Jenny Bowman is a successful singer who, while on an engagement at the London Palladium, visits David Donne to see her son Matt again, spending a few glorious days with him while his father... See full summary »
Rich kid Danny Churchill (Rooney) has a taste for wine, women and song, but not for higher education. So his father ships him to an all-male college out West where there's not supposed to ... See full summary »
Soldier Joe Allen is on a two-day leave in New York, and there he meets Alice. She agrees to show him the sights and they spend the day together. In this short time they find themselves ... See full summary »
Tommy Williams desperately wants to get to Broadway, but as he is only singing in a spaghetti house for tips he is a long way off. He meets Penny Morris, herself no mean singer, and through... See full summary »
Cricket West is a hopeful actress with a plan and a pair of vocal chords that bring down the house. Along with her eccentric aunt, she plays host to the local jockeys, whose leader is the ... See full summary »
Alfred E. Green
Judy Bellaire, played by Judy Garland, is the center of trouble at her exclusive private and very conservative school. She is expelled when she starts singing in a Jazzy style in her music ... See full summary »
Talented small-town girl Lily Mars hounds producer John Thornway for a part in his new play, but he doesn't want anything to do with stage-struck amateurs. But when Lily follows him to New ... See full summary »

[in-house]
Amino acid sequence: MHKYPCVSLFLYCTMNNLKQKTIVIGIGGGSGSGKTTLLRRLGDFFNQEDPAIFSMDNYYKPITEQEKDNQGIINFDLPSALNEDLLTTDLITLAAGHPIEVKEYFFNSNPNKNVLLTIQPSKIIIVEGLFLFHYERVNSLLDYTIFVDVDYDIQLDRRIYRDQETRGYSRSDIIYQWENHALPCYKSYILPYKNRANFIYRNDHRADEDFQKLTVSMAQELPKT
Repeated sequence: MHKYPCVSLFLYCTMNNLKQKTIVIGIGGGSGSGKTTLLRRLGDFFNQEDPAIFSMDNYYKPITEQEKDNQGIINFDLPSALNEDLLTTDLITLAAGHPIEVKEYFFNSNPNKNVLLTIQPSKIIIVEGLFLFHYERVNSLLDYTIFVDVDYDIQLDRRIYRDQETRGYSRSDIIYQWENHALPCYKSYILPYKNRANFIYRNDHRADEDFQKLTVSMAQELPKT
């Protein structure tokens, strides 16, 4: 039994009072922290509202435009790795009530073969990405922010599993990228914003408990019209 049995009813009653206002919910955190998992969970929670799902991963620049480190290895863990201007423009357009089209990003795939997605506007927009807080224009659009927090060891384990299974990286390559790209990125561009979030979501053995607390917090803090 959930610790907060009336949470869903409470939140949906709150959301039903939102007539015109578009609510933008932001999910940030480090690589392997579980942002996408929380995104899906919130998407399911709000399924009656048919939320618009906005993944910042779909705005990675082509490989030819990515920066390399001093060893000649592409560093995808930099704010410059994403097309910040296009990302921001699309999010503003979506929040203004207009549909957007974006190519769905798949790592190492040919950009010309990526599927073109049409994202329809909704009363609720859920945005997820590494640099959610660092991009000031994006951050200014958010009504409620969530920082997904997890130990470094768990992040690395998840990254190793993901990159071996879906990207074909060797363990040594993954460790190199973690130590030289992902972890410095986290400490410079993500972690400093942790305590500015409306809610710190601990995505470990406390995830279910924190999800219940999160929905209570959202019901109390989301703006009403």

Jenny Bowman is a successful singer who, while on an engagement at the London Palladium, visits David Donne to see her son Matt again, spending a few glorious days with him while his father is away in Rome in an attempt to attain the family that she never had. When David returns, Matt is torn between his loyalty to his father and his affection for Jenny. Written by
John Teo <email@example.com>
This afternoon, TCM showed Judy Garland's last and sadly underrated film--restoring its wide-screened brilliance (letterboxed), shimmering color photography, and Ms. Garland's award-worthy portrayal of an internationally famed concert singer's stopover in London to perform at the Palladium and seek a reunion with her illegitimate teenaged son raised by his father (Dirk Bogarde). An astoundingly moving adult drama (not a bit of sentiment or bathos here) also offers the rare treat of seeing and hearing Ms. Garland perform four songs before a live audience at the Palladium: the title song, "By Myself," the haunting "It Never Was You," and, best of all, her incredibly rousing rendition of "Hello, Bluebird!" An excellent supporting cast (Bogarde proves her dramatic equal in one of his finest performances), gorgeous location photography in London, and fine, restrained direction by the woefully underrated Ronald Neame. Forget the parallels between the character played by Ms. Garland and her own tumultuous real life. This is a Grade-A production. You don't even have to be a Garland fan to be deeply moved by its emotional resonance. But Ms. Garland's aching "It Never Was You" and show-stopping "Hello, Bluebird!" are a definitive display of her timeless, unsurpassed musical artistry; and her touchingly underplayed performance remains her final (though sadly neglected) cinematic triumph.
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